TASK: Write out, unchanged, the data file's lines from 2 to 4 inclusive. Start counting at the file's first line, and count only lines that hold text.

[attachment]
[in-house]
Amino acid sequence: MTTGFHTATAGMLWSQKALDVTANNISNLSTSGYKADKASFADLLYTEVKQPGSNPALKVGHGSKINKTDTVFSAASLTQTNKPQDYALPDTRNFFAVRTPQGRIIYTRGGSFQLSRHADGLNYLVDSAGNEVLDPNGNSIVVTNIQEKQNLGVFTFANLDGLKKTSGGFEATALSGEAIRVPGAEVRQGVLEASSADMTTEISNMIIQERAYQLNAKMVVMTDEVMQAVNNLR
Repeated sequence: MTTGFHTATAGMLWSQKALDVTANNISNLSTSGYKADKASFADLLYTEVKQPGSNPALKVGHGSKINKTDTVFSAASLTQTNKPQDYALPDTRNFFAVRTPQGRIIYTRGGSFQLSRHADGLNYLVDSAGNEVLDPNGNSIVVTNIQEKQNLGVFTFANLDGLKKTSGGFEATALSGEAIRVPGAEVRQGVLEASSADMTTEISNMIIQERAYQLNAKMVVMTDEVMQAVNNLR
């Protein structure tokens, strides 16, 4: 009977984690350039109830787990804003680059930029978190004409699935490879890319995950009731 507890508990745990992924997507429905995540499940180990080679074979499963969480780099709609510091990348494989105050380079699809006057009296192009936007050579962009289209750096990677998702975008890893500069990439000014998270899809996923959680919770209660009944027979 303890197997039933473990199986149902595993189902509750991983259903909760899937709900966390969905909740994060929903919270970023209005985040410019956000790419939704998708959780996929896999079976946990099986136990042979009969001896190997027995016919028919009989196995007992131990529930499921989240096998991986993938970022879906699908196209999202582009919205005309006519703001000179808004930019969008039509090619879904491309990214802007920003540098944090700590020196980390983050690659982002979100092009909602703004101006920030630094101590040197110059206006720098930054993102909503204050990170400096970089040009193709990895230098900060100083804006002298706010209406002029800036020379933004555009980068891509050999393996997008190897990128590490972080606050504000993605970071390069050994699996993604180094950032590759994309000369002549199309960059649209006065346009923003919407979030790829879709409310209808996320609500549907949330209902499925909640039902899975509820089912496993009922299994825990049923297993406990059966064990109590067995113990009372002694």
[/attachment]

Amino acid sequence: MTTGFHTATAGMLWSQKALDVTANNISNLSTSGYKADKASFADLLYTEVKQPGSNPALKVGHGSKINKTDTVFSAASLTQTNKPQDYALPDTRNFFAVRTPQGRIIYTRGGSFQLSRHADGLNYLVDSAGNEVLDPNGNSIVVTNIQEKQNLGVFTFANLDGLKKTSGGFEATALSGEAIRVPGAEVRQGVLEASSADMTTEISNMIIQERAYQLNAKMVVMTDEVMQAVNNLR
Repeated sequence: MTTGFHTATAGMLWSQKALDVTANNISNLSTSGYKADKASFADLLYTEVKQPGSNPALKVGHGSKINKTDTVFSAASLTQTNKPQDYALPDTRNFFAVRTPQGRIIYTRGGSFQLSRHADGLNYLVDSAGNEVLDPNGNSIVVTNIQEKQNLGVFTFANLDGLKKTSGGFEATALSGEAIRVPGAEVRQGVLEASSADMTTEISNMIIQERAYQLNAKMVVMTDEVMQAVNNLR
């Protein structure tokens, strides 16, 4: 009977984690350039109830787990804003680059930029978190004409699935490879890319995950009731 507890508990745990992924997507429905995540499940180990080679074979499963969480780099709609510091990348494989105050380079699809006057009296192009936007050579962009289209750096990677998702975008890893500069990439000014998270899809996923959680919770209660009944027979 303890197997039933473990199986149902595993189902509750991983259903909760899937709900966390969905909740994060929903919270970023209005985040410019956000790419939704998708959780996929896999079976946990099986136990042979009969001896190997027995016919028919009989196995007992131990529930499921989240096998991986993938970022879906699908196209999202582009919205005309006519703001000179808004930019969008039509090619879904491309990214802007920003540098944090700590020196980390983050690659982002979100092009909602703004101006920030630094101590040197110059206006720098930054993102909503204050990170400096970089040009193709990895230098900060100083804006002298706010209406002029800036020379933004555009980068891509050999393996997008190897990128590490972080606050504000993605970071390069050994699996993604180094950032590759994309000369002549199309960059649209006065346009923003919407979030790829879709409310209808996320609500549907949330209902499925909640039902899975509820089912496993009922299994825990049923297993406990059966064990109590067995113990009372002694």